Today's News

  • Grandparents welcome Isaiah Lewis

    Dale Bickett and Kathy Goodrich of Radcliff and Lewis and Manuela Saunders of Killeen, Texas, announce the birth of a grandson, Isaiah Lewis Saunders, on July 19, 2011, at Lackland Air Force Base in San Antonio. He weighed 6 pounds, 14 ounces and was 20 inches long.

    Parents are Jerome and Kellie Saunders of San Antonio.

    Siblings are Cameron of San Antonio and Nadia of Killeen.

  • Parents welcome Brooklyn Paige

    Danny and Lori Knight of Upton announce the birth of a daughter, Brooklyn Paige Knight, on July 29, 2011, at T.J. Samson Community Hospital in Glasgow. She weighed 6 pounds, 15¼ ounces and was 20¼ inches long.

    She has a sister, Holly Ann.

    Maternal grandparents are Junior and Shirley Shirley of Edmonton, and paternal grandparents are Donald and Beverly Knight of Upton.

    Great-grandmother is Dora Carby of Elizabethtown.

  • Rineyville community news


    Gail Pike, 737-2973

    BIRTHDAYS. This week’s birthdays include: Matt Winchester, Michelle Crewz, Tammy Taylor, Ciara Taylor, Bill Wise, Peggy Circle, Randy Harris, Mike Vititoe, Sonja Bell, Lori Blair, Ann Taylor, Kayleigh Chapman, Nan Filburn, Ben Taylor, Hudson Jones, Debbie Thompson, Roy Meals, Wayne Vertrees Jr., Donna Carter and Pam Peak.

  • Brown Street implementing new 'therapeutic' environment

    Editor’s Note: At the urging of Hardin County Schools' officials, the full names of the students featured in this story are not included.

  • Suspected bank robbers in custody

    Two brothers wanted in conjunction with a string of robberies in three states, including one at a First Citizens Bank branch in Elizabethtown, were arrested Thursday in Shelbyville.

    Eric Shelburne, 29, and Brannon Shelburne, 28, were arrested shortly after a robbery at Fifth Third Bank in Louisville, according to the Elizabethtown Police Department.

    The brothers are Shelbyville residents.

    EPD spokesman Virgil Willoughby said authorities believe the Shelburnes have been involved in at least 10 robberies, possibly more, and face several federal charges.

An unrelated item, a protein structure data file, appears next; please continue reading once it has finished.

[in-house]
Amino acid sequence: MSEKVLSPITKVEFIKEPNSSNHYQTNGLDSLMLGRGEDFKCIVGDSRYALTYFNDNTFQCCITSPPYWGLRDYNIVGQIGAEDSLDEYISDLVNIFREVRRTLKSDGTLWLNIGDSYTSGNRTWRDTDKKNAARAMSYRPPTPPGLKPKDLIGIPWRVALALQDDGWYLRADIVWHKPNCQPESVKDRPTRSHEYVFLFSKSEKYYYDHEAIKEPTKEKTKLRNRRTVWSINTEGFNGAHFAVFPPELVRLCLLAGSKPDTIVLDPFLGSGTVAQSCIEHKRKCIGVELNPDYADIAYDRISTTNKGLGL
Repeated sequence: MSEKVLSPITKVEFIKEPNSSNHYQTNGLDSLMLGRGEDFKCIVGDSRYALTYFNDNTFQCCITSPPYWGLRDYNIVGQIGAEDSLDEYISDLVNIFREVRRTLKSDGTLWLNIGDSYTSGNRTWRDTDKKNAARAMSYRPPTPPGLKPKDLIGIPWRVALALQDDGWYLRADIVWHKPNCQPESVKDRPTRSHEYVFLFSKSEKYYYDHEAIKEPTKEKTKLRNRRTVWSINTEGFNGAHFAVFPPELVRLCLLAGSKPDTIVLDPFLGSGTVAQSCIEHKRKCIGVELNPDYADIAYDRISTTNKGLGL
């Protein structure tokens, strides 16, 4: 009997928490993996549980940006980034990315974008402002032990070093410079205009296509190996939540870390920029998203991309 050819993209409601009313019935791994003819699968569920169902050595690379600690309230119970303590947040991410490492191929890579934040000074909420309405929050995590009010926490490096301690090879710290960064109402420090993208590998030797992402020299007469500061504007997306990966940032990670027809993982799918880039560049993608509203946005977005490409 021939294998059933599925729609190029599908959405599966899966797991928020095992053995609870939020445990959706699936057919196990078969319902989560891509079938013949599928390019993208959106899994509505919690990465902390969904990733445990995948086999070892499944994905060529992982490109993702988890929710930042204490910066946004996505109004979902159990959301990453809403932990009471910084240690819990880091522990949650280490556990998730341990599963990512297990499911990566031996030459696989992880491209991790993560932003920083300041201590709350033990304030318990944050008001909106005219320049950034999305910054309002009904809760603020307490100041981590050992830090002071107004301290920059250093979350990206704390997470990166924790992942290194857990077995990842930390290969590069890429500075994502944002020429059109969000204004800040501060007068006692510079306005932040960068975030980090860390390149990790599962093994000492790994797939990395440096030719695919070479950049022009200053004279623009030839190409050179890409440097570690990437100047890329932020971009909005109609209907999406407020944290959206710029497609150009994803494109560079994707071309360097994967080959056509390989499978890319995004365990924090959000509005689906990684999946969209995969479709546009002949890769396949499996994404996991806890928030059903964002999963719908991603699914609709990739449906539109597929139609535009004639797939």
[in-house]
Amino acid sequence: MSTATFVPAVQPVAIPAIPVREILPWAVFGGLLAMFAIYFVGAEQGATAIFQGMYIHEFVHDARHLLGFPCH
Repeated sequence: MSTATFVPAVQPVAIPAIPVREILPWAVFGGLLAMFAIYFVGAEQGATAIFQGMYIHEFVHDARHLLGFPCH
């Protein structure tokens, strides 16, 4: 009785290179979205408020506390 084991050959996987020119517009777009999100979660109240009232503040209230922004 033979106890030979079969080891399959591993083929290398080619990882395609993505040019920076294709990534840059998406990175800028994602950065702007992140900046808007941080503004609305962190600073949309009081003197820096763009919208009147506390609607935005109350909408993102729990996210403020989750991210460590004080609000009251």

• Young and old gather to thank U.S. troops

    Elfren Padilla, a U.S. Army veteran, watched the Hardin County Veterans Day Parade on Saturday to support members of the Fort Knox Junior Reserve Officer Training Corps marching in it.

    “It’s a good reminder ... of all the people out there doing something so (youths) can have all the privileges and rights that they have,” he said.

  • Elizabethtown couple married at 11:11 a.m. on 11-11-11

    Greg Smith of Elizabethtown is happy about his wedding date.

    “Now I’ll always be out of hot water remembering the anniversary date,” he said.

    Valette Smith, whose last name was Steen until Friday, said that’s one of the reasons the couple decided to begin their wedding at 11:11 a.m. on Nov. 11, which is numerically 11-11-11.

    “We knew it would be an easy day to remember,” she said, laughing.

  • Yates honored at WKU Veterans Day event

    Western Kentucky University’s ROTC program recognized the service of all veterans and their families Friday and honored two of its own American heroes – 1st Lt. Eric D. Yates and Lt. Col. Ken Hightower.

    Yates and Hightower were inducted into the WKU ROTC Hall of Fame as part of Veterans Day events on the WKU campus.

    “Both are American heroes,” said Lt. Col. Jason Caldwell, professor of military science and leadership. “Both served their country with honor and distinction.”

  • Fatally flawed: Court secrecy endangers the innocent

    ISSUE: Access to DCBS records
    OUR VIEW: One small step in the right direction

    For a second time in a year, a Kentucky court has ordered the Cabinet for Health and Family Services to unseal records related to the deaths of children. Sought by newspapers, the cabinet has fought tooth and nail to keep the records under wraps.

    And once again, a judge has decried the cabinet’s “culture of secrecy.”

  • Faces and Places: Bill Smith

    Bill Smith has shot and stitched his way back to the 18th century – the time of the French and Indian War and American Revolution.

    He acquired his first black powder gun to extend deer hunting season, as there is a separate season for muzzleloaders.

    “If you do everything right with black powder it’ll go off. If something doesn’t go right, you made the mistake,” Smith said.